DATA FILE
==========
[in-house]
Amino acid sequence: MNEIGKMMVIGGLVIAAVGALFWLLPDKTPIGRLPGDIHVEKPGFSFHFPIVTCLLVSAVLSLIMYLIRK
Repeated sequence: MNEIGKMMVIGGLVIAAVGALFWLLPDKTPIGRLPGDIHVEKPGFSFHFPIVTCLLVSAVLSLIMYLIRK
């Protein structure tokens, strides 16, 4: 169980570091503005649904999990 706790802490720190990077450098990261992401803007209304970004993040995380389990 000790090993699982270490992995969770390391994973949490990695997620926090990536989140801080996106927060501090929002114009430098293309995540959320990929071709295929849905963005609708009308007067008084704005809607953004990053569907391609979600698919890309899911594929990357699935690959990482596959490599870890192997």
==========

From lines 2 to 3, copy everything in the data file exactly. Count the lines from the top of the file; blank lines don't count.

Amino acid sequence: MNEIGKMMVIGGLVIAAVGALFWLLPDKTPIGRLPGDIHVEKPGFSFHFPIVTCLLVSAVLSLIMYLIRK
Repeated sequence: MNEIGKMMVIGGLVIAAVGALFWLLPDKTPIGRLPGDIHVEKPGFSFHFPIVTCLLVSAVLSLIMYLIRK